NEWS that Mid Ulster is in the top four ‘Notspots’ for UK’s broadband has been slammed as disgraceful by Cookstown Council chairman Sean Clarke.
In research recently released, no fewer than 18 parliamentary constituencies have a majority of the population in low speed areas, including Mid Ulster with 56.4 per cent of the population in low speed areas and West Tyrone the second worst area with 58 per cent.
Councillor Clarke, who has been campaigning for better broadband speeds, said it was ridiculous that such a densely populated area had such poor speeds.
“We have a thriving business community and a very big sector of small businesses which are the cornerstone of our community. They need to rely on a fast reliable service,” he said.
The Sinn Fein councillor said money had been invested by the Department of Enterprise, Trade and Industry in broadband infrastructure but the network is ‘unsatisfactory’.
Across the UK 11.1m people, 18.1% of the population, live in low-speed areas, in more than 5m homes. In contrast, in 17 constituencies, not a single home suffers slow broadband connections. Of those, 13 are in London, with one each in Birmingham, Bristol, Liverpool and Leicester.
In a Commons debate, culture minister Ed Vaizey admitted it would be “bad news” for most of the 17 areas that have bid to an £530m broadband investment fund. Only four or five are likely to go ahead.
Labour accused the government of tearing up its plans to introduce minimum broadband speeds in every part of the country by the end of next year. Ian Lucas, the party’s industry spokesman, said the Coalition had pushed that timetable back to 2015, which meant it would miss a European Union target to act by 2013.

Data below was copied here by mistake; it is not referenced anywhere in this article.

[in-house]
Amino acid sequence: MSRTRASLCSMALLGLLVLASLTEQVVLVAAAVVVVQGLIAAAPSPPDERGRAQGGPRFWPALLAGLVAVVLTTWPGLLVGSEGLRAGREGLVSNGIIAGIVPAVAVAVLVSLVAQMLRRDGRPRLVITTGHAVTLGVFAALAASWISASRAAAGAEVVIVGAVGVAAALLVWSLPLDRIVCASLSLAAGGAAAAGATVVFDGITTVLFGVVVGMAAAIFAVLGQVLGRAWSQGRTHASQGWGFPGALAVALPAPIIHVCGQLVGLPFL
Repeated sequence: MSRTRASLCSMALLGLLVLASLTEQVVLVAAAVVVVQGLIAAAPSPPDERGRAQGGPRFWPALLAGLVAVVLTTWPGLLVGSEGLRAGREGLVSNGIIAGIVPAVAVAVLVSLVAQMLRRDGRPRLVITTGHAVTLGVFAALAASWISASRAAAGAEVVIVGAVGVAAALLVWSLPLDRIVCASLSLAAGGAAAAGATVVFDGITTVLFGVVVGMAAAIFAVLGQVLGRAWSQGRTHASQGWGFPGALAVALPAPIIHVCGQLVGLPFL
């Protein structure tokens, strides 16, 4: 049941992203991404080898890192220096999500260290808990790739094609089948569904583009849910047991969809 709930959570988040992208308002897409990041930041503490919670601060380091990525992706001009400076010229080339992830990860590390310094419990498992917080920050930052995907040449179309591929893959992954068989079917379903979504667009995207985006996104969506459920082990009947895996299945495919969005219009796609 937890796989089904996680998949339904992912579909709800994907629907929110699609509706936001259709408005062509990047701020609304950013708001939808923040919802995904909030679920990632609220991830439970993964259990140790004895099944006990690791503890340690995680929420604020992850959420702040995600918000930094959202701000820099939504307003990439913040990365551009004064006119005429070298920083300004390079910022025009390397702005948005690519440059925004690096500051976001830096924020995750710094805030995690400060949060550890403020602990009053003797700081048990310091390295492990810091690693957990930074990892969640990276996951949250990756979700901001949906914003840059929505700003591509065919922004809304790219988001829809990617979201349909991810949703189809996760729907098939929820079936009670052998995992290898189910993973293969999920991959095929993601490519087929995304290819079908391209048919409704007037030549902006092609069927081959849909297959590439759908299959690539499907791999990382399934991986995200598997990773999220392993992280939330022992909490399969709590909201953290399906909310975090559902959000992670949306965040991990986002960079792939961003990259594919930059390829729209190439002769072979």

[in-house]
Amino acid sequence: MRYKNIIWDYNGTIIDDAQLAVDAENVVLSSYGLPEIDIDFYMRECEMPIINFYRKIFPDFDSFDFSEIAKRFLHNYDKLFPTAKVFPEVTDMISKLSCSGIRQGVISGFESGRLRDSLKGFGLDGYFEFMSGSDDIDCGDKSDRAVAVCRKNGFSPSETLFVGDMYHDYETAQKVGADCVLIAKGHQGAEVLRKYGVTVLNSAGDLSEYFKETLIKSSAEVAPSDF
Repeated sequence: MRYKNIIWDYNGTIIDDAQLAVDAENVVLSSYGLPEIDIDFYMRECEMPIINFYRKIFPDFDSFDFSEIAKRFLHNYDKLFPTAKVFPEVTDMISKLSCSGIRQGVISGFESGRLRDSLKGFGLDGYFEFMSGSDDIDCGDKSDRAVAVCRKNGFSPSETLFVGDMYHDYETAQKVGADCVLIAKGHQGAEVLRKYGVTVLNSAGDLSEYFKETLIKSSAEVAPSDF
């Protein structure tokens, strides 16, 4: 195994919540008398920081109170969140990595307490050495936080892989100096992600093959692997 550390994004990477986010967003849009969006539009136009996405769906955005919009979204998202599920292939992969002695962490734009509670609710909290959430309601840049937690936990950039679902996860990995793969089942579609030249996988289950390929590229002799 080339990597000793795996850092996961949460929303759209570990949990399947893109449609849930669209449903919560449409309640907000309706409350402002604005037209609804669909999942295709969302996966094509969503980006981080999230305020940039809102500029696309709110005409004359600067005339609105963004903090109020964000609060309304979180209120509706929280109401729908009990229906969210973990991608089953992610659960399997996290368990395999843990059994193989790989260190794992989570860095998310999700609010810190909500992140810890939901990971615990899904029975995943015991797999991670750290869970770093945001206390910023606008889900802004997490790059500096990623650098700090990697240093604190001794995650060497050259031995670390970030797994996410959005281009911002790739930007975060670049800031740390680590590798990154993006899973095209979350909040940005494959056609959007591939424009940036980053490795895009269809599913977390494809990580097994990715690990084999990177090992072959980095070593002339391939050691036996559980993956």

“Universal broadband is not simply a useful tool for households, but is essential to the ability of the United Kingdom to stay competitive and achieve strong growth,” Lucas said. “Areas with universal broadband access are more likely to attract investment, due to the key infrastructure for competitiveness and growth being in place.”
James Holland, of gadget website Electric Pig, said: “It is incredibly important to have fast broadband, which really is the third utility now. It makes a real impact on choosing where you live, as people rely on the internet so much. People will research the speed they can get at an address before making any decisions.”
Vaizey said any local council with plans for broadband expansion could bid directly to the organisation Broadband Delivery UK. He told MPs: “Let me offer a crumb of comfort to those who may get bad news, because we will have to say no to a few.”